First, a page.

Indiana writers and artists have a rich legacy of expressing the political and social ideas of their time. This multimedia presentation by Lasana Kazembe, Ph.D., explores how artists – from Hoosier poets to visual and performing artists – have represented the new urban industrial reality that developed in the Midwest and addressed social disillusionment across urban, rural and suburban lines.
The session examines the lives, art and ideas of four famous Hoosiers: Mari Evans, Etheridge Knight, Freddie Hubbard and Wes Montgomery. Through their work, these artists also were responsible for bringing the collective thoughts, sensibilities, and folk wisdom of Indiana and the Midwest into the broader landscape of American artistic and intellectual traditions.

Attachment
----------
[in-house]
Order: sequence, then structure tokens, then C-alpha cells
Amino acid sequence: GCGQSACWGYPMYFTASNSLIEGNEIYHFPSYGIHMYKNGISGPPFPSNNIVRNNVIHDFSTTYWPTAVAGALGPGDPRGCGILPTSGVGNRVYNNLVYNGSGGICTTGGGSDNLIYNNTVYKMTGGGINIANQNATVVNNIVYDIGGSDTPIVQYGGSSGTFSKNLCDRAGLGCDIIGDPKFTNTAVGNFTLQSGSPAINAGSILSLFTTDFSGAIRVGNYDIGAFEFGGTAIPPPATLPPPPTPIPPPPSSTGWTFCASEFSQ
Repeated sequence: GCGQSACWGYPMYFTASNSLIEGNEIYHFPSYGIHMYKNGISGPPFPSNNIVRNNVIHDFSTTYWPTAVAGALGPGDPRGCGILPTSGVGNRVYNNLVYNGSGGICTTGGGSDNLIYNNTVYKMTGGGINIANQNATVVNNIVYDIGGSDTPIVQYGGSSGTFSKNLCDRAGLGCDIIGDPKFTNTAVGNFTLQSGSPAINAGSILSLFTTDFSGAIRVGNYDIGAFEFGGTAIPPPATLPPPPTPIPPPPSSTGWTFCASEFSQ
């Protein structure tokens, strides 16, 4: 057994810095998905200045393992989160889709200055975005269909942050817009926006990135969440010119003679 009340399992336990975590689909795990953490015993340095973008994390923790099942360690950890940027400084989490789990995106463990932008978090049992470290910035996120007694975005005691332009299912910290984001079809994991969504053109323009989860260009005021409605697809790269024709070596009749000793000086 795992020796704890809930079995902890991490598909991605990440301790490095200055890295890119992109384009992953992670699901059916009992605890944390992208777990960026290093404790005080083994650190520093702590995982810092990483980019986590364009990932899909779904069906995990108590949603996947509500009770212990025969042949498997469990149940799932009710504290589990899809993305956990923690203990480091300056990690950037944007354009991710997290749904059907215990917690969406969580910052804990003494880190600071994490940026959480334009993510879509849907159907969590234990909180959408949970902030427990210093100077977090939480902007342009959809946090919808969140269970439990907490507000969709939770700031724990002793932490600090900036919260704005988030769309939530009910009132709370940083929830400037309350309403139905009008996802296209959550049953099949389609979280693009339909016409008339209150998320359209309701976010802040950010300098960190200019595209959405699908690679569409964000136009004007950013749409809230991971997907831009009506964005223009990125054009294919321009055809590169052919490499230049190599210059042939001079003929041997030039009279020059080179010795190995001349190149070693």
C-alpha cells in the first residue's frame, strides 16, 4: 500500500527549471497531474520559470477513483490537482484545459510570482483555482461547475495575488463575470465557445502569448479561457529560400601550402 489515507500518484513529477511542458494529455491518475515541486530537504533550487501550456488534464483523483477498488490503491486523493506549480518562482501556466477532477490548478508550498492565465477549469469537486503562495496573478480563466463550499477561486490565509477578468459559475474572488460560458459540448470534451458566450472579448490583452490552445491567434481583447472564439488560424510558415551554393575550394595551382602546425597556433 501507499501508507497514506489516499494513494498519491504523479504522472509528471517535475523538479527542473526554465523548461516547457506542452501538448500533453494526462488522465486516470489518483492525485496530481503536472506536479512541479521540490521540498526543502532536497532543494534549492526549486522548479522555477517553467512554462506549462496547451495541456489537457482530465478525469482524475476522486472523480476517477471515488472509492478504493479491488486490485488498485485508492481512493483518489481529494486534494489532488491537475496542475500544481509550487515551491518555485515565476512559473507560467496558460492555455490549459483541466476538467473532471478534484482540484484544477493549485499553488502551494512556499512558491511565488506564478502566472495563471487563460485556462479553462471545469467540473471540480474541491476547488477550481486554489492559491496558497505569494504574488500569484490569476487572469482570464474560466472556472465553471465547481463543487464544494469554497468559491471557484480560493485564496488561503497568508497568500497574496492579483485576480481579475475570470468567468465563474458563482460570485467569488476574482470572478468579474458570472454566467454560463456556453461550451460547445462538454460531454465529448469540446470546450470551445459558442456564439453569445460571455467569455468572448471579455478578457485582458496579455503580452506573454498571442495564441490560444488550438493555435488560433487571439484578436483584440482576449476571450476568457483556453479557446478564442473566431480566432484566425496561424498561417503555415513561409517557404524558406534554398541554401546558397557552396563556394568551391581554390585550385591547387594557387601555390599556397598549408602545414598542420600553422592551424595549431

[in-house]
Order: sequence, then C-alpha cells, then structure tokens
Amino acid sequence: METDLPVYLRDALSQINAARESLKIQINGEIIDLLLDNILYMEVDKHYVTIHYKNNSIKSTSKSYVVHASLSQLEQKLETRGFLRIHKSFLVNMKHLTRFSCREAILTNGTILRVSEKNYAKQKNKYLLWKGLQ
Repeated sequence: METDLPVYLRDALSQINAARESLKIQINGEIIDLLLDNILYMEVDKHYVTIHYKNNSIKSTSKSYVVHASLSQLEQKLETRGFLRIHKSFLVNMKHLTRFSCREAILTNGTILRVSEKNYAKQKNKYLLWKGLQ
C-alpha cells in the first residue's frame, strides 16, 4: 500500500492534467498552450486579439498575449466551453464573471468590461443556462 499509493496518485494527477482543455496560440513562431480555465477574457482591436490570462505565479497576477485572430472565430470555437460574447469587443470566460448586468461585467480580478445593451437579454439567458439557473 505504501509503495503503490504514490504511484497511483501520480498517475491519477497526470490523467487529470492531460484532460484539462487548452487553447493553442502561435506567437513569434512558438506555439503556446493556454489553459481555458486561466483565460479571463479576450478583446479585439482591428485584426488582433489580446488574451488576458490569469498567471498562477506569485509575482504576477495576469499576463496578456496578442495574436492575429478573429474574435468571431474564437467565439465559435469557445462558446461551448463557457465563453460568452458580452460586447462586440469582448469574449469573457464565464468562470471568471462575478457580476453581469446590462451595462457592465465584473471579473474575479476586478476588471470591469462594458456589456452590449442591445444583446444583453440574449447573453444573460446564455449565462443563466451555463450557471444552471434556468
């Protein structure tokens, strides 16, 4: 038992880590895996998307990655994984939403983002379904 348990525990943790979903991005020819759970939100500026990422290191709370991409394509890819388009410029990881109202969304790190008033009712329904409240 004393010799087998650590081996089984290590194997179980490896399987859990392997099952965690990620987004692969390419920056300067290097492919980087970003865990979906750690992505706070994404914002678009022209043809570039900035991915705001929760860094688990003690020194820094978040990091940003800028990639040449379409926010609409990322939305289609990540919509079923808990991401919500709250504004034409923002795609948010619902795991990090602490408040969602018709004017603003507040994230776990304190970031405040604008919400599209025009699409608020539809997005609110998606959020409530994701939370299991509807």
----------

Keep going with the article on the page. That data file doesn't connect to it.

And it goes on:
Dr. Kazembe is an assistant professor at IUPUI, where he holds an appointment in the School of Education (Department of Urban Teacher Education) and a courtesy appointment in the Africana Studies Program. He is a published poet, educational consultant and scholar of the Black Arts Movement, Global Black Arts Movements and Urban Education. His latest book, Keeping Peace: Reflections on Life, Legacy, Commitment and Struggle, was published in 2018 by Third World Press Foundation.
Part of the Indiana Humanities INseparable Speakers Bureau
This program was made possible with the support of Indiana Humanities
The Indiana Humanities INseparable Speakers Bureau is a curated list of informative presentations, discussions and workshops by Indiana scholars to help Hoosiers understand and talk about urban, suburban and rural differences.